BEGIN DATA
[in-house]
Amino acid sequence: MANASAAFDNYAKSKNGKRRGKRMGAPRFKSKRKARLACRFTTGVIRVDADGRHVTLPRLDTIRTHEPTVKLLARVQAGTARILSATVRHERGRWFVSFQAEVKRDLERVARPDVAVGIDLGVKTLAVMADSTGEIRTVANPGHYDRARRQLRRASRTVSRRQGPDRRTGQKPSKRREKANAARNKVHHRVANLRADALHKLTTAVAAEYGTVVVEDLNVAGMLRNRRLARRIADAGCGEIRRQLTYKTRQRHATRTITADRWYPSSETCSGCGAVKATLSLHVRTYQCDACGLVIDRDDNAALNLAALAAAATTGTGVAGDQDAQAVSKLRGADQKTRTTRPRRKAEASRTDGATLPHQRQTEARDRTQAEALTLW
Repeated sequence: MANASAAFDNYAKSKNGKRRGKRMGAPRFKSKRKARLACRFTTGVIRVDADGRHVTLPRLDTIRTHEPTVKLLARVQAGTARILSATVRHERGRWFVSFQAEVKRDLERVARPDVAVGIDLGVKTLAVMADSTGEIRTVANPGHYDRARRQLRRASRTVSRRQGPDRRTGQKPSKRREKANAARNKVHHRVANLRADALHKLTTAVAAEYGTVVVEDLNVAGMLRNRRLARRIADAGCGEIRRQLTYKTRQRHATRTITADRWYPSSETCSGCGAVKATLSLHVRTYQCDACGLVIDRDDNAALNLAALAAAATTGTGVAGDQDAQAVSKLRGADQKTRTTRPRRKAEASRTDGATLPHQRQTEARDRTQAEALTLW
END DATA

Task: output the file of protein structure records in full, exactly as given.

[in-house]
Amino acid sequence: MANASAAFDNYAKSKNGKRRGKRMGAPRFKSKRKARLACRFTTGVIRVDADGRHVTLPRLDTIRTHEPTVKLLARVQAGTARILSATVRHERGRWFVSFQAEVKRDLERVARPDVAVGIDLGVKTLAVMADSTGEIRTVANPGHYDRARRQLRRASRTVSRRQGPDRRTGQKPSKRREKANAARNKVHHRVANLRADALHKLTTAVAAEYGTVVVEDLNVAGMLRNRRLARRIADAGCGEIRRQLTYKTRQRHATRTITADRWYPSSETCSGCGAVKATLSLHVRTYQCDACGLVIDRDDNAALNLAALAAAATTGTGVAGDQDAQAVSKLRGADQKTRTTRPRRKAEASRTDGATLPHQRQTEARDRTQAEALTLW
Repeated sequence: MANASAAFDNYAKSKNGKRRGKRMGAPRFKSKRKARLACRFTTGVIRVDADGRHVTLPRLDTIRTHEPTVKLLARVQAGTARILSATVRHERGRWFVSFQAEVKRDLERVARPDVAVGIDLGVKTLAVMADSTGEIRTVANPGHYDRARRQLRRASRTVSRRQGPDRRTGQKPSKRREKANAARNKVHHRVANLRADALHKLTTAVAAEYGTVVVEDLNVAGMLRNRRLARRIADAGCGEIRRQLTYKTRQRHATRTITADRWYPSSETCSGCGAVKATLSLHVRTYQCDACGLVIDRDDNAALNLAALAAAATTGTGVAGDQDAQAVSKLRGADQKTRTTRPRRKAEASRTDGATLPHQRQTEARDRTQAEALTLW